Against arranged marriages essay
Fitting in with society is a major reason why families are so strict about arranged marriages. Families in certain communities are concerned about their "social status" and a child tha Continue reading this essay Continue reading. Toggle navigation MegaEssays.
Burdens and Benefits of Arranged Marriages
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Are arranged marriages better than marrying for love?
MegaEssays, "Arranged Marriages. The number-one attitude adjustment Westerners would do well to make if they'd like to lead more satisfying romantic lives and who wouldn't? In arranged marriages, says Reva Seth, author of First Comes Marriage: Modern Relationship Advice from the Wisdom of Arranged Marriages , "both people come into the relationship with a sense that this is forever. In this part of the world, she says, even in committed relationships, we're constantly asking ourselves: Could I do better? Would someone else make me happier?
That kind of mentality—coupled with how easy it is, legally and socially, to get divorced—"makes it extremely difficult to duplicate the level of commitment that I found among the women I spoke with," Seth says.
Research psychologist Robert Epstein, the former editor-in-chief of Psychology Today , agrees. After spending the last ten years studying arranged marriages for a book that he's working on, he similarly contends that deep connection isn't as crucial as deep commitment. Love is more likely to grow over time in arranged marriages, he argues, because those couples have more practical attitudes about what a relationship entails than those of us who believe life will be a piece of cake as long as we find "true love.
Rather, they believe it's something that evolves with the years—and with effort. People in arranged marriages are more serious about sticking by their partners through thick and thin, Espstein argues. They're more psychologically prepared for difficulties, while Westerners think less about what trials the future might bring. In fact, Epstein contends, we often assume that our significant others will always stay as attractive, youthful-looking, or thin as they were when we first fell for them.
Perhaps even more commonly, people in the West have impractical notions about how much effort a relationship will take, Epstein argues. We think that as long as we feel so strongly about our mates when we first get married, life together will be a breeze—and when it's not, we're quick to jump to the conclusion that whatever's not working can't be fixed. The fact that 45 percent of all U. As a result, he thinks bliss in so-called "marriages of choice" often reaches an apex on or around the wedding day, while it steadily grows for those in arranged marriages.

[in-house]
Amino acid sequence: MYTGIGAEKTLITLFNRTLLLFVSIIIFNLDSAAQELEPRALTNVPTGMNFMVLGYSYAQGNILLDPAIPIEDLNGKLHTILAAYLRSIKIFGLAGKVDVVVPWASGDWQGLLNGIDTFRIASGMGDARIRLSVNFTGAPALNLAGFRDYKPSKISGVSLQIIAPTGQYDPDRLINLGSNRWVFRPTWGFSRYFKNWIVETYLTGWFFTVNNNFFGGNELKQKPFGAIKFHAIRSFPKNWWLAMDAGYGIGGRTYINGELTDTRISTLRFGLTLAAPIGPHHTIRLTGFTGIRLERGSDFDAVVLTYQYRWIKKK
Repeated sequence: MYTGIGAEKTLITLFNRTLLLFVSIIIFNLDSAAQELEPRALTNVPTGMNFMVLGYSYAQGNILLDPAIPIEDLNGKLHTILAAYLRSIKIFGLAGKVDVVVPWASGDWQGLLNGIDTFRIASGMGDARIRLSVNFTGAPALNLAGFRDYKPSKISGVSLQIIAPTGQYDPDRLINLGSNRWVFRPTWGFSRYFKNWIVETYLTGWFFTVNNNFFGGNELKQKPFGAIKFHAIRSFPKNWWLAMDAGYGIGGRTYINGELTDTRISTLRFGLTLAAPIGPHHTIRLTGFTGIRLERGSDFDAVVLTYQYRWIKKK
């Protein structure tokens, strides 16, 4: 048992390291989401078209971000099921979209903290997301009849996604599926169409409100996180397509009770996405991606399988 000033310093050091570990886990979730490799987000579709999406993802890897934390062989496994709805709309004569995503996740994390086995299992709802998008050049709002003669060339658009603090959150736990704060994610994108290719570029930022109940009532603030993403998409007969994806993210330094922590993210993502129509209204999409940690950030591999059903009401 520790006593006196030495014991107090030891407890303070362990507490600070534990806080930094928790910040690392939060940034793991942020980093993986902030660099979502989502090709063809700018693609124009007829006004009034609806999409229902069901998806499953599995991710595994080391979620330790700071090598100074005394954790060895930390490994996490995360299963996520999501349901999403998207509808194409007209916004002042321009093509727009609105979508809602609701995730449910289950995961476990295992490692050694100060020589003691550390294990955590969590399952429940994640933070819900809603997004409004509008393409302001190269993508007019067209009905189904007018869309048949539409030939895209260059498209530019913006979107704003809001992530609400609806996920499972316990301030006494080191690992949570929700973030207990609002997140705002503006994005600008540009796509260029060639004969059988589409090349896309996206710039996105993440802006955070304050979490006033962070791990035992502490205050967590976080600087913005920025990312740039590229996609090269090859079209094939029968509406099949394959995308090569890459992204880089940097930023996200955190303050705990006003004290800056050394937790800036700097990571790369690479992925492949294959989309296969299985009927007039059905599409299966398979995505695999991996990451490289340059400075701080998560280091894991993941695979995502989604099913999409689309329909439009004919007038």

It may grow from nothing , of course--but perhaps that makes it all the more remarkable.
Nevertheless, for the sake of argument, here are some disadvantages of arranged marriages:
Seth says she's wary of making generalizations about how content people in arranged marriages are, since the women who wanted to speak with her about their experiences were the self-selecting happy ones. But neither she nor Epstein advocates that Westerners begin arranging their marriages—simply that they learn from cultures where people do.
All this aside, Seth says, "Among the women I spoke with, yes, they certainly seemed far more satisfied with their relationships" than those in marriages of choice. One reason they seemed to be more content: "I noticed a general tendency among the women I interviewed to focus on the positive aspects of the relationship and their partners," Seth reports.
That was not the case with her peers. She thinks the difference can be explained, again, by how seriously women in arranged marriages take their commitments. Hollywood--and all of the "happily ever after" stories it cooks up—deserves a lot of the blame for our distorted ideas about what marriage should be, according to Epstein.
Indeed, even Amina--who isn't exactly thrilled with George—likes romantic comedies; "her favorites were Sleepless in Seattle, Mystic Pizza , and Pretty Woman ," as Freudenberger writes. But don't romantic happy endings significantly pre-date Disney, going back at least as far as Shakespeare?
Sure, in Western culture, Epstein says. But folk tales and love stories from Asian cultures have, traditionally, ended differently from ours, he says, with more ambiguous endings—ones that we would find unsatisfying—even if the Westernization of the world is starting to change that.